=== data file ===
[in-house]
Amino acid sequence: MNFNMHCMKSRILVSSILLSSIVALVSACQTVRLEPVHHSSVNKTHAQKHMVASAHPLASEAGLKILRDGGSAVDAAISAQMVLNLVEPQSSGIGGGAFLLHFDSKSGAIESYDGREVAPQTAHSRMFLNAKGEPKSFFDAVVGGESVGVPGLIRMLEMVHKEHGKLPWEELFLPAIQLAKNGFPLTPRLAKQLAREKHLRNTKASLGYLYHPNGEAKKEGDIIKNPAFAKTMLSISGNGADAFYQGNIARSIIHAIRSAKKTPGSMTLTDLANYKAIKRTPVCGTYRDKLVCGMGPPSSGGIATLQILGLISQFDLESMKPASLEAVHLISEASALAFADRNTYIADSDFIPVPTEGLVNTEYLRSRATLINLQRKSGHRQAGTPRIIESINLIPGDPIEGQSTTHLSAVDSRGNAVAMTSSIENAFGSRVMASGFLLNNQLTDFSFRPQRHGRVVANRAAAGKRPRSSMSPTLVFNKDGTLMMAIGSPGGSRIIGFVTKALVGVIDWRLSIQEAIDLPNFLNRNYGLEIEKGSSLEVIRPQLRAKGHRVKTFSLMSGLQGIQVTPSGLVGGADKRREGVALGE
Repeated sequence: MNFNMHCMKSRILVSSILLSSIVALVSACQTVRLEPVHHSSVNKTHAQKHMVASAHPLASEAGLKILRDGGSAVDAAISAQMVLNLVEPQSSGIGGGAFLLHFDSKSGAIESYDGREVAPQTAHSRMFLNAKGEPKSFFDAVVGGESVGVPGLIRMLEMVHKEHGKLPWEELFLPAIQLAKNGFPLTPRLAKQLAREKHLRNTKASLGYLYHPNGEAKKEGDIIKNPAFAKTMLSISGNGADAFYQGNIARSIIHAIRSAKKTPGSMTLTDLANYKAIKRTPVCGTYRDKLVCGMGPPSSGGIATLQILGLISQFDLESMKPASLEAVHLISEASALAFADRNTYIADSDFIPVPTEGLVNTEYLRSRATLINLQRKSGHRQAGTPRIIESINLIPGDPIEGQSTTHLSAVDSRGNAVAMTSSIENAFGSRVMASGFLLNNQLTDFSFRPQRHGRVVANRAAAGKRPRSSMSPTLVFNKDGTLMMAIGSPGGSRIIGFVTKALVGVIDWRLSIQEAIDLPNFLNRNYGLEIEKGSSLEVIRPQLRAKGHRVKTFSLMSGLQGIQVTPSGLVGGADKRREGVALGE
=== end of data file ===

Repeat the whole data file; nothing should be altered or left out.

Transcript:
[in-house]
Amino acid sequence: MNFNMHCMKSRILVSSILLSSIVALVSACQTVRLEPVHHSSVNKTHAQKHMVASAHPLASEAGLKILRDGGSAVDAAISAQMVLNLVEPQSSGIGGGAFLLHFDSKSGAIESYDGREVAPQTAHSRMFLNAKGEPKSFFDAVVGGESVGVPGLIRMLEMVHKEHGKLPWEELFLPAIQLAKNGFPLTPRLAKQLAREKHLRNTKASLGYLYHPNGEAKKEGDIIKNPAFAKTMLSISGNGADAFYQGNIARSIIHAIRSAKKTPGSMTLTDLANYKAIKRTPVCGTYRDKLVCGMGPPSSGGIATLQILGLISQFDLESMKPASLEAVHLISEASALAFADRNTYIADSDFIPVPTEGLVNTEYLRSRATLINLQRKSGHRQAGTPRIIESINLIPGDPIEGQSTTHLSAVDSRGNAVAMTSSIENAFGSRVMASGFLLNNQLTDFSFRPQRHGRVVANRAAAGKRPRSSMSPTLVFNKDGTLMMAIGSPGGSRIIGFVTKALVGVIDWRLSIQEAIDLPNFLNRNYGLEIEKGSSLEVIRPQLRAKGHRVKTFSLMSGLQGIQVTPSGLVGGADKRREGVALGE
Repeated sequence: MNFNMHCMKSRILVSSILLSSIVALVSACQTVRLEPVHHSSVNKTHAQKHMVASAHPLASEAGLKILRDGGSAVDAAISAQMVLNLVEPQSSGIGGGAFLLHFDSKSGAIESYDGREVAPQTAHSRMFLNAKGEPKSFFDAVVGGESVGVPGLIRMLEMVHKEHGKLPWEELFLPAIQLAKNGFPLTPRLAKQLAREKHLRNTKASLGYLYHPNGEAKKEGDIIKNPAFAKTMLSISGNGADAFYQGNIARSIIHAIRSAKKTPGSMTLTDLANYKAIKRTPVCGTYRDKLVCGMGPPSSGGIATLQILGLISQFDLESMKPASLEAVHLISEASALAFADRNTYIADSDFIPVPTEGLVNTEYLRSRATLINLQRKSGHRQAGTPRIIESINLIPGDPIEGQSTTHLSAVDSRGNAVAMTSSIENAFGSRVMASGFLLNNQLTDFSFRPQRHGRVVANRAAAGKRPRSSMSPTLVFNKDGTLMMAIGSPGGSRIIGFVTKALVGVIDWRLSIQEAIDLPNFLNRNYGLEIEKGSSLEVIRPQLRAKGHRVKTFSLMSGLQGIQVTPSGLVGGADKRREGVALGE